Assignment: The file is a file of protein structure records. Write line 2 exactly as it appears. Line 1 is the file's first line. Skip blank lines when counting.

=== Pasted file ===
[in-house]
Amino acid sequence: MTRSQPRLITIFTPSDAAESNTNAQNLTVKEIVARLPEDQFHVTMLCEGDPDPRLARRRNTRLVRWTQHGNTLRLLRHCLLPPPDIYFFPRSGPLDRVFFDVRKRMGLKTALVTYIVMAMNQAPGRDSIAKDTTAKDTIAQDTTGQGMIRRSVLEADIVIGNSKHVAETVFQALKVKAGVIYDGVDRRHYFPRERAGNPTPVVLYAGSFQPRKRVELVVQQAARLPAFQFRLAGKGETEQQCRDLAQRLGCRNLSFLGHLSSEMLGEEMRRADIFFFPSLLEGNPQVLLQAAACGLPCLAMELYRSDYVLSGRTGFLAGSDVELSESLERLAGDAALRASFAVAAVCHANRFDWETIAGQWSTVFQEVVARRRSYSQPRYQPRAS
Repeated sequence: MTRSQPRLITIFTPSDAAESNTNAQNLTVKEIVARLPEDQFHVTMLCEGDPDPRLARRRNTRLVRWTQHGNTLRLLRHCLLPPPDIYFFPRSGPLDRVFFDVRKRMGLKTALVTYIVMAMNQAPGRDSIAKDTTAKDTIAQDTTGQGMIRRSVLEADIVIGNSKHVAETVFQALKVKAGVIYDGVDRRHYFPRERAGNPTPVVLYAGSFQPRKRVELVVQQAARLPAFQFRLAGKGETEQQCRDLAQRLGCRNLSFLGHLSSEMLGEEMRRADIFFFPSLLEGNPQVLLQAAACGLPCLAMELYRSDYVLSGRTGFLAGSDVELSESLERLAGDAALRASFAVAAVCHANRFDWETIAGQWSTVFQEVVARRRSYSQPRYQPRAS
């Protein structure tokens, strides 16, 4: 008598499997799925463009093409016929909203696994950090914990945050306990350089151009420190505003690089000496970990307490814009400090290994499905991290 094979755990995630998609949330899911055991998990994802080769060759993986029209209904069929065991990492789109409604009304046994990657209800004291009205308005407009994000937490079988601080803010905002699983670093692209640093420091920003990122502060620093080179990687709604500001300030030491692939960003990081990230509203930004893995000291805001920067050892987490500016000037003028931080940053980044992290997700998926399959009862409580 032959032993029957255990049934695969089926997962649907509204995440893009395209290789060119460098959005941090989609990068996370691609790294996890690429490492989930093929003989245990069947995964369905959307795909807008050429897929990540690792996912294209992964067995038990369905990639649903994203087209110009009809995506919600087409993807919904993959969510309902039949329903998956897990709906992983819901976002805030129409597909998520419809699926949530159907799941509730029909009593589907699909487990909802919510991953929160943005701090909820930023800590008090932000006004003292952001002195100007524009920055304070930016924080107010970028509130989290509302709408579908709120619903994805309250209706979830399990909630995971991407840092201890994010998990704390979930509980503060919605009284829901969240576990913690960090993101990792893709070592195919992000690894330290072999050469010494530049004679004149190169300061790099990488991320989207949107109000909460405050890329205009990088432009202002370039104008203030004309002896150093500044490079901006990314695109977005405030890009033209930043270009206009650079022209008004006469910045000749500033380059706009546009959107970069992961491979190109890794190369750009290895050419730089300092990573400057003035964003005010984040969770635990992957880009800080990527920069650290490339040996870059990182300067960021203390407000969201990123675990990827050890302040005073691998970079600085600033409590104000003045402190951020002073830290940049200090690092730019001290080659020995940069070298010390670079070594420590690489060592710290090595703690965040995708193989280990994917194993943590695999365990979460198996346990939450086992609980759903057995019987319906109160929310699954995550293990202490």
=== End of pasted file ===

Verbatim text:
Amino acid sequence: MTRSQPRLITIFTPSDAAESNTNAQNLTVKEIVARLPEDQFHVTMLCEGDPDPRLARRRNTRLVRWTQHGNTLRLLRHCLLPPPDIYFFPRSGPLDRVFFDVRKRMGLKTALVTYIVMAMNQAPGRDSIAKDTTAKDTIAQDTTGQGMIRRSVLEADIVIGNSKHVAETVFQALKVKAGVIYDGVDRRHYFPRERAGNPTPVVLYAGSFQPRKRVELVVQQAARLPAFQFRLAGKGETEQQCRDLAQRLGCRNLSFLGHLSSEMLGEEMRRADIFFFPSLLEGNPQVLLQAAACGLPCLAMELYRSDYVLSGRTGFLAGSDVELSESLERLAGDAALRASFAVAAVCHANRFDWETIAGQWSTVFQEVVARRRSYSQPRYQPRAS